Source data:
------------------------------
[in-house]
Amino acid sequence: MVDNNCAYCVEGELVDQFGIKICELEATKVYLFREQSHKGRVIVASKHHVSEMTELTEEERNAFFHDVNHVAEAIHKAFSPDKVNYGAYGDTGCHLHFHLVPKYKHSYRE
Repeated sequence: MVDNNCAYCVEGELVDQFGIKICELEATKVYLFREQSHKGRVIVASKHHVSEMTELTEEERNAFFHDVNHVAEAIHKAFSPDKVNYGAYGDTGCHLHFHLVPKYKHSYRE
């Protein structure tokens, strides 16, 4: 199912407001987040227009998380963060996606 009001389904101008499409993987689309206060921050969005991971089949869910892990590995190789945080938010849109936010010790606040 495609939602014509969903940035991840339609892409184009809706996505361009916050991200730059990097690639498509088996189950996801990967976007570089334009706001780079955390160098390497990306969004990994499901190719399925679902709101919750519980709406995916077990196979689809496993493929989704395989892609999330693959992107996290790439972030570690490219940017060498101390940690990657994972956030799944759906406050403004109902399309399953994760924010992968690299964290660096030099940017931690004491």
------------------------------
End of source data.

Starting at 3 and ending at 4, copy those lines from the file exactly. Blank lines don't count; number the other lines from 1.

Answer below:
Repeated sequence: MVDNNCAYCVEGELVDQFGIKICELEATKVYLFREQSHKGRVIVASKHHVSEMTELTEEERNAFFHDVNHVAEAIHKAFSPDKVNYGAYGDTGCHLHFHLVPKYKHSYRE
């Protein structure tokens, strides 16, 4: 199912407001987040227009998380963060996606 009001389904101008499409993987689309206060921050969005991971089949869910892990590995190789945080938010849109936010010790606040 495609939602014509969903940035991840339609892409184009809706996505361009916050991200730059990097690639498509088996189950996801990967976007570089334009706001780079955390160098390497990306969004990994499901190719399925679902709101919750519980709406995916077990196979689809496993493929989704395989892609999330693959992107996290790439972030570690490219940017060498101390940690990657994972956030799944759906406050403004109902399309399953994760924010992968690299964290660096030099940017931690004491």